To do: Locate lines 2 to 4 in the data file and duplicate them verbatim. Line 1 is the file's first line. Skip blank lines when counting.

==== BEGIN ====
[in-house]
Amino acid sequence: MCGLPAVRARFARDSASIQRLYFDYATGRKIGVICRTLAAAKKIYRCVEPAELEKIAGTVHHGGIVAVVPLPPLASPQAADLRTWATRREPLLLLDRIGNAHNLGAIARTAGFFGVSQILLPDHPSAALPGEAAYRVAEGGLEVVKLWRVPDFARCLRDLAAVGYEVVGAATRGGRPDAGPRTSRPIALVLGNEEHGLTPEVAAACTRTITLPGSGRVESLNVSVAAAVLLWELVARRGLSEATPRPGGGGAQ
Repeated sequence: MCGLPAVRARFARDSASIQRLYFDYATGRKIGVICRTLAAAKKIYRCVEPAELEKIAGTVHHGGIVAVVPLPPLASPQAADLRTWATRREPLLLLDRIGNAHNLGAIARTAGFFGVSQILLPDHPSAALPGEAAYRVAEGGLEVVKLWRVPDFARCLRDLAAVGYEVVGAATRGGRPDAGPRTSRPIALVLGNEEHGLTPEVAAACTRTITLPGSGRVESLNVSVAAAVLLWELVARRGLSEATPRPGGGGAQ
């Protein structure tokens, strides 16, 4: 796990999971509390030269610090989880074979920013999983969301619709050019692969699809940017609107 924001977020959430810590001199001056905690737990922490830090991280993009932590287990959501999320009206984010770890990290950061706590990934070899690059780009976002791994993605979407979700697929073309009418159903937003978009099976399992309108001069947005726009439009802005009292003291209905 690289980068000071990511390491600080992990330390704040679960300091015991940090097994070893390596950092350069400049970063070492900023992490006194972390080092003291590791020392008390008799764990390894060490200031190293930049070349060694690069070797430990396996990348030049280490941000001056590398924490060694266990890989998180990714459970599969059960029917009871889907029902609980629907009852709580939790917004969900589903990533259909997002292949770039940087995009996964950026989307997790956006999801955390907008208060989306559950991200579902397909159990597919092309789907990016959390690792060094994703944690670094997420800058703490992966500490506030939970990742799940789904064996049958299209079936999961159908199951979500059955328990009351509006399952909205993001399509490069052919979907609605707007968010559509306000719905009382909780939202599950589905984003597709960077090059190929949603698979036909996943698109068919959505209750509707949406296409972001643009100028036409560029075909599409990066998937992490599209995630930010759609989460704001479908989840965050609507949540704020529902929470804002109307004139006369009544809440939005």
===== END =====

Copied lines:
Amino acid sequence: MCGLPAVRARFARDSASIQRLYFDYATGRKIGVICRTLAAAKKIYRCVEPAELEKIAGTVHHGGIVAVVPLPPLASPQAADLRTWATRREPLLLLDRIGNAHNLGAIARTAGFFGVSQILLPDHPSAALPGEAAYRVAEGGLEVVKLWRVPDFARCLRDLAAVGYEVVGAATRGGRPDAGPRTSRPIALVLGNEEHGLTPEVAAACTRTITLPGSGRVESLNVSVAAAVLLWELVARRGLSEATPRPGGGGAQ
Repeated sequence: MCGLPAVRARFARDSASIQRLYFDYATGRKIGVICRTLAAAKKIYRCVEPAELEKIAGTVHHGGIVAVVPLPPLASPQAADLRTWATRREPLLLLDRIGNAHNLGAIARTAGFFGVSQILLPDHPSAALPGEAAYRVAEGGLEVVKLWRVPDFARCLRDLAAVGYEVVGAATRGGRPDAGPRTSRPIALVLGNEEHGLTPEVAAACTRTITLPGSGRVESLNVSVAAAVLLWELVARRGLSEATPRPGGGGAQ
């Protein structure tokens, strides 16, 4: 796990999971509390030269610090989880074979920013999983969301619709050019692969699809940017609107 924001977020959430810590001199001056905690737990922490830090991280993009932590287990959501999320009206984010770890990290950061706590990934070899690059780009976002791994993605979407979700697929073309009418159903937003978009099976399992309108001069947005726009439009802005009292003291209905 690289980068000071990511390491600080992990330390704040679960300091015991940090097994070893390596950092350069400049970063070492900023992490006194972390080092003291590791020392008390008799764990390894060490200031190293930049070349060694690069070797430990396996990348030049280490941000001056590398924490060694266990890989998180990714459970599969059960029917009871889907029902609980629907009852709580939790917004969900589903990533259909997002292949770039940087995009996964950026989307997790956006999801955390907008208060989306559950991200579902397909159990597919092309789907990016959390690792060094994703944690670094997420800058703490992966500490506030939970990742799940789904064996049958299209079936999961159908199951979500059955328990009351509006399952909205993001399509490069052919979907609605707007968010559509306000719905009382909780939202599950589905984003597709960077090059190929949603698979036909996943698109068919959505209750509707949406296409972001643009100028036409560029075909599409990066998937992490599209995630930010759609989460704001479908989840965050609507949540704020529902929470804002109307004139006369009544809440939005």